by Tyler Cowen
on April 20, 2007 at 12:21 pm
in Data Source |
Click here for a map, via Kottke.
Turkey I wouldn’t have guessed, and more from Ireland than Japan? Weird.
MattXIV, is the methodology really that bad. It seems pretty representative to me considerign that there are more than 700 data points drawn from multiple stores. what might be bias here that can significantly skew results?
-Different products are allocated different amounts of shelf space and promenance of location.
-Product picks may suffer from confirmation bias regarding where Walmart is believed to get its products
-Products are location clustered by purpose
-Walmart store layouts are somewhat standard
-Path travelled in store was defined in part by personal agenda (he was shopping for stuff he needed too)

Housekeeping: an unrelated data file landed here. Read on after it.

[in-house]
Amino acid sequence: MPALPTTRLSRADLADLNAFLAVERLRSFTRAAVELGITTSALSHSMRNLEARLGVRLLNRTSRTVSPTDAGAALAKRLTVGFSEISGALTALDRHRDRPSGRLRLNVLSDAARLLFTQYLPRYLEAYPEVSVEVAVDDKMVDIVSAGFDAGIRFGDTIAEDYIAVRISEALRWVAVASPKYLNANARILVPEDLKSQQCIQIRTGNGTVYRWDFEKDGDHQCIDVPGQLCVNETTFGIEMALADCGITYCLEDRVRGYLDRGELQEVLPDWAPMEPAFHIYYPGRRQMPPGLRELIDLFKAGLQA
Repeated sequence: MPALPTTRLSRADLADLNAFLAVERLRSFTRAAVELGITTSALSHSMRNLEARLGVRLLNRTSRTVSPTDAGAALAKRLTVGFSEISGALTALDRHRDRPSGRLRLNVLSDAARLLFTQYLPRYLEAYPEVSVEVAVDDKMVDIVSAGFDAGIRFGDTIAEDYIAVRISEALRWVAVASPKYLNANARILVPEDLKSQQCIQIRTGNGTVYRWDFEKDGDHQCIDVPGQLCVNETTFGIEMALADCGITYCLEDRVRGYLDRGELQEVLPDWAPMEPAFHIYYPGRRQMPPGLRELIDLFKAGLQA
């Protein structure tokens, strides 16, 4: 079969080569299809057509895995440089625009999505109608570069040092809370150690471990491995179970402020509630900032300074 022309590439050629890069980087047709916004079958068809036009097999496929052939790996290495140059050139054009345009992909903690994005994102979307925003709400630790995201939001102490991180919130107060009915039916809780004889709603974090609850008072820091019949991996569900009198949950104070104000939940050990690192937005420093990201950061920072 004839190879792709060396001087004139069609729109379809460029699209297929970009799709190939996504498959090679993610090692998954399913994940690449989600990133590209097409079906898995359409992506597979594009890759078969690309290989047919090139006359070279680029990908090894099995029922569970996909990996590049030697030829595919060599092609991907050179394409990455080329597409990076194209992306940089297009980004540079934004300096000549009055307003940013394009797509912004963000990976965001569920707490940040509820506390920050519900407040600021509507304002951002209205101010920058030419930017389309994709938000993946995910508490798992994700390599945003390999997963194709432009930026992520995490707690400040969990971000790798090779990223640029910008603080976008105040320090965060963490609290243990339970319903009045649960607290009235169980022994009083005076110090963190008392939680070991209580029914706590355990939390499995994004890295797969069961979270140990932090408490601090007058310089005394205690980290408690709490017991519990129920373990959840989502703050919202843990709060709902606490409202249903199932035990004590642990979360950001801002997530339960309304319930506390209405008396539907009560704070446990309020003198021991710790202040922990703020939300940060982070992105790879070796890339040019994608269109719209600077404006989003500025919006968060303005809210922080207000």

-He didn’t inspect high price items kept locked up like video games
See here for a description of the method: http://www.benjaminedwards.net/Writings/walmart.htm
It doesn’t matter how large the N is; if it’s not representative (ie properly randomized or the complete population), you can’t draw conclusions about the population. The correct methodology would be randomized picks off an inventory list.
When I look at this discussion I am reminded of what happened many years ago when WMT loved to claim it was buying American and advertised that 90% of its merchandise was American. Of course they defined it as buying from an American firm. Tennis shoes from NIKE were counted as American even though NIKE did not manufacture any shoes in the US. Moreover, they had foreign suppliers sell to US middlemen firms that WMT could buy the good from so they could claim they bought the merchandise from an American firm.
It just makes me sick who makes the most money off of one pair of Air Force Ones. The shoes cost only $8 or so to make and sell for more than $200 for some models. These shoes have more of a profit margin than even Air Jordans!
In case you want a pair, here are the Jordan release dates.
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